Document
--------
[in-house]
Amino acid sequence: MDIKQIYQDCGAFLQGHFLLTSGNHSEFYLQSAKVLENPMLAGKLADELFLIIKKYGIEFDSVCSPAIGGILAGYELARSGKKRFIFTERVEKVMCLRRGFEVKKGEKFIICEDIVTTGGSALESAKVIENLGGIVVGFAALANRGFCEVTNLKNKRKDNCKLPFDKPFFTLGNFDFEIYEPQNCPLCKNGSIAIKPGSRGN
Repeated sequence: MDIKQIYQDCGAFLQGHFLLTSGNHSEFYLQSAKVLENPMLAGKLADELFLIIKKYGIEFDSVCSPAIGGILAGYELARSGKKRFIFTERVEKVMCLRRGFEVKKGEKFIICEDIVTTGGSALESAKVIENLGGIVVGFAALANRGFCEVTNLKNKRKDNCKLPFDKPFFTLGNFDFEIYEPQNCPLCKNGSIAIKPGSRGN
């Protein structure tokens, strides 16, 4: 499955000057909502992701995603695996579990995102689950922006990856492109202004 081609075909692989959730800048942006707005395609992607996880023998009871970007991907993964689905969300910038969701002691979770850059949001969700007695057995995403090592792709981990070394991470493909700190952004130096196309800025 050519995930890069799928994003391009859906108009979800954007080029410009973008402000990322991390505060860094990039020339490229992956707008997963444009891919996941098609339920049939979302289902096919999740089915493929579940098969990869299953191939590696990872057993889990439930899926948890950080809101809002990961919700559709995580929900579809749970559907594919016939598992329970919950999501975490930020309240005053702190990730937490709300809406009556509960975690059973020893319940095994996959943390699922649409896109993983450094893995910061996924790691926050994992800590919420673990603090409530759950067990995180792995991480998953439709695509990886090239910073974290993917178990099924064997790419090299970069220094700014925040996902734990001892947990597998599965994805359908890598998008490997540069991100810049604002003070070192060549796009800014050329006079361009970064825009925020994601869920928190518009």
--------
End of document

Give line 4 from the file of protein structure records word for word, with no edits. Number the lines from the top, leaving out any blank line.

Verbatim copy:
């Protein structure tokens, strides 16, 4: 499955000057909502992701995603695996579990995102689950922006990856492109202004 081609075909692989959730800048942006707005395609992607996880023998009871970007991907993964689905969300910038969701002691979770850059949001969700007695057995995403090592792709981990070394991470493909700190952004130096196309800025 050519995930890069799928994003391009859906108009979800954007080029410009973008402000990322991390505060860094990039020339490229992956707008997963444009891919996941098609339920049939979302289902096919999740089915493929579940098969990869299953191939590696990872057993889990439930899926948890950080809101809002990961919700559709995580929900579809749970559907594919016939598992329970919950999501975490930020309240005053702190990730937490709300809406009556509960975690059973020893319940095994996959943390699922649409896109993983450094893995910061996924790691926050994992800590919420673990603090409530759950067990995180792995991480998953439709695509990886090239910073974290993917178990099924064997790419090299970069220094700014925040996902734990001892947990597998599965994805359908890598998008490997540069991100810049604002003070070192060549796009800014050329006079361009970064825009925020994601869920928190518009």